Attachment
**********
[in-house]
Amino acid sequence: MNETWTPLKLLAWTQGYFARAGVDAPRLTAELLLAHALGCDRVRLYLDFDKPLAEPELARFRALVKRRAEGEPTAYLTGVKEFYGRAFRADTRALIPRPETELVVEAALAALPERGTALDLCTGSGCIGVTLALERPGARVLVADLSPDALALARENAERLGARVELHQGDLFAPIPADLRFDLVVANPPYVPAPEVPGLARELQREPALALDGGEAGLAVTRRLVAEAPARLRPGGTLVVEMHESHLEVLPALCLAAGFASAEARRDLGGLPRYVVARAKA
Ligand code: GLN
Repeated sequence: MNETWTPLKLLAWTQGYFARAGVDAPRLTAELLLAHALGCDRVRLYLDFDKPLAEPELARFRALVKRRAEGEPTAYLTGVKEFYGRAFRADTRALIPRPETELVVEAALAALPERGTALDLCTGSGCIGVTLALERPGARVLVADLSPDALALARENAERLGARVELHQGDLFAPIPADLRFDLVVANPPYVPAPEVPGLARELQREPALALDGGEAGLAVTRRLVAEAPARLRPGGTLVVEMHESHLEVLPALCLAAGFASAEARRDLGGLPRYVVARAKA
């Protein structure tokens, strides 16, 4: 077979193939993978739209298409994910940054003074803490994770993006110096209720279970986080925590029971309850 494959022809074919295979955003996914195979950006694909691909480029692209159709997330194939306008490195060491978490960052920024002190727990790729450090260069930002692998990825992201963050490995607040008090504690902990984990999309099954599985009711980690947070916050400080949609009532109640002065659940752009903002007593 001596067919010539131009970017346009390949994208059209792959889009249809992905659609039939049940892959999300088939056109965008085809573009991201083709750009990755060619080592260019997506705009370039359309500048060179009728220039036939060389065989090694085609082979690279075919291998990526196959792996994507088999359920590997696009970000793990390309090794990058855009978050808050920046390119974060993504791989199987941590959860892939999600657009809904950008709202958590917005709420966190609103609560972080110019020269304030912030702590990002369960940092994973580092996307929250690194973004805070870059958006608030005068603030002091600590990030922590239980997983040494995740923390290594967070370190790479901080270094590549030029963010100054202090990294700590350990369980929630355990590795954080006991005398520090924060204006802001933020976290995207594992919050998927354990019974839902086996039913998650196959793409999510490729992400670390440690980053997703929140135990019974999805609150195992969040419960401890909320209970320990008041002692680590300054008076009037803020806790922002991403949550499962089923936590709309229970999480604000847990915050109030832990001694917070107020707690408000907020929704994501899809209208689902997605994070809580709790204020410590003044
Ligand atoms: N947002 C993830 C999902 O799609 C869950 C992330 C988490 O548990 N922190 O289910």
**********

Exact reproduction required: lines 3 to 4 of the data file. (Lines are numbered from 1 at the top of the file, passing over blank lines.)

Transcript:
Ligand code: GLN
Repeated sequence: MNETWTPLKLLAWTQGYFARAGVDAPRLTAELLLAHALGCDRVRLYLDFDKPLAEPELARFRALVKRRAEGEPTAYLTGVKEFYGRAFRADTRALIPRPETELVVEAALAALPERGTALDLCTGSGCIGVTLALERPGARVLVADLSPDALALARENAERLGARVELHQGDLFAPIPADLRFDLVVANPPYVPAPEVPGLARELQREPALALDGGEAGLAVTRRLVAEAPARLRPGGTLVVEMHESHLEVLPALCLAAGFASAEARRDLGGLPRYVVARAKA